Matt Michnovetz: I’m absolutely fascinated by the Web, and when these guys came to me with the idea of doing “final footage” action and the action genre, I thought, “Genius.” Blown away. And this was even before watching—I just saw Zero Dark Thirty—the last 20 minutes of that movie really cemented the fact that there’s something here that can be done, and as long as we have some great characters and unique storytelling, it’s unlimited essentially where you can go. I like not having the constraints—we’re constrained by budget, obviously—but I think these guys have done a great job figuring out a way to do that. And that’s something the freedom of the Web basically provides. And obviously we’re coming on uncharted territory here.
TB: I remember when we first started doing this; I believe it wasn’t that long after the bin Laden thing, and I think the idea of being there with a team of Special Forces team and seeing from the perspective of the helmet cameras, I think that was very real to people and we were wanted to expand on that a little bit.
MM: That’s one of the things that’s great about the Internet opposed to working at a network with all the constraints that that poses: You’ve got the freedom to be a little more experimental and figure out what works and tie in something. Even if the episodes are short or if they’re long, we can scale them to what’s appropriate entertainment-wise, and then have the story flow with that.
DD: What is the story you’re trying to tell in Armed Response?
MM: It’s the rise of a young agent and how she stumbles into this situation and is thrown into a trial by fire to come out on the other side a little more hardened, a little weary of what she’s dealing with, and of course it’s open-ended to the potential that we could do more with her. As it is, it’s a story of a mentor passing the torch to his apprentice, and how she takes the ball and rolls with it and has to deal and rise to the position of leading this group who finally take these guys down.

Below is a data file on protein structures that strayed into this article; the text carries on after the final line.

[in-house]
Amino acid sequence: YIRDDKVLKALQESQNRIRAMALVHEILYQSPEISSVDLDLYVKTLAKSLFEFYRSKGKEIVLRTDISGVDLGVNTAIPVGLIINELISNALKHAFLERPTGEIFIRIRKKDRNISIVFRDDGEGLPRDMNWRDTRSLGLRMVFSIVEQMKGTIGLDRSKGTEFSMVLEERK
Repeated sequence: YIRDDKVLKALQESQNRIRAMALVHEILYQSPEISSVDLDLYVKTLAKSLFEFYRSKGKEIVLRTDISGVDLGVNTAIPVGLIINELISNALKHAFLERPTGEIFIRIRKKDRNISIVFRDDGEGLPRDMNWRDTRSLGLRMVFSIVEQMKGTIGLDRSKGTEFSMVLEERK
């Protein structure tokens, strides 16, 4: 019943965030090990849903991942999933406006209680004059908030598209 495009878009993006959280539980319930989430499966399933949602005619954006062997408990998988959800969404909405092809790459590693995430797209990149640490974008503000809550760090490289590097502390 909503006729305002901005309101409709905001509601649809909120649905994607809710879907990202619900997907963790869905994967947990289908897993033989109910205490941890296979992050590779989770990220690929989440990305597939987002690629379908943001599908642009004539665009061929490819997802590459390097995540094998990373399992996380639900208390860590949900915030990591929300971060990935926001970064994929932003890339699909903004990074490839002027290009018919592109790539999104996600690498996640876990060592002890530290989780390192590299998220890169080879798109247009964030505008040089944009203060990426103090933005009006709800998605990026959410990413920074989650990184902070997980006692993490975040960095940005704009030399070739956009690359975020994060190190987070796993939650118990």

DD: Women aren’t often seen participating (or even leading) missions of this nature on TV. How important to the story was it that Kara Sanchez [portrayed by Camille Guaty] was a woman?
TB: We always knew we wanted the hero to be a heroine. Female characters in unusual or intimidating situations are often more frightening than male characters in the same situation. Armed Response is about trying to place the viewer in the middle of a fire fight, and we felt this would be more impactful if it was through eyes of a female character. Much like a horror movie.
DD: How much of the footage was from helmet cameras, and how much did you have to shoot yourselves?
TB: Justin [Lutsky], the director, went in knowing he wanted very specific shots and an idea of how he was going to tell a story. But we had to build those helmet cams to rig up like a camera, so actually when you’re looking at all of the heads, all of the cameras are done by the same guy. Even the actress, the female character, is actually a guy running around with a heavy helmet rig on there. So actually the guy who played the sniper was also the cam person. Even if it’s generally one guy doing it, we’d switch the helmet cam depending on which actors’ perspective it was. What we didn’t know when we started doing it like that is with scenes where you have more actors, it means it takes an incredible amount of time to do.
MM: I was blown away when I came to set and saw these guys going at it. There’s always a kind of—not to sound corny—but a magic when you see it come to life from the page, and all the pieces in place with the actors and the director and the crew. And the location itself is stunning. It’s basically like a character from the story, and watching these guys get this thing together and watch the shots from the helmet cams was, I’m not gonna lie, a little breathtaking.
Photos courtesy of Break Media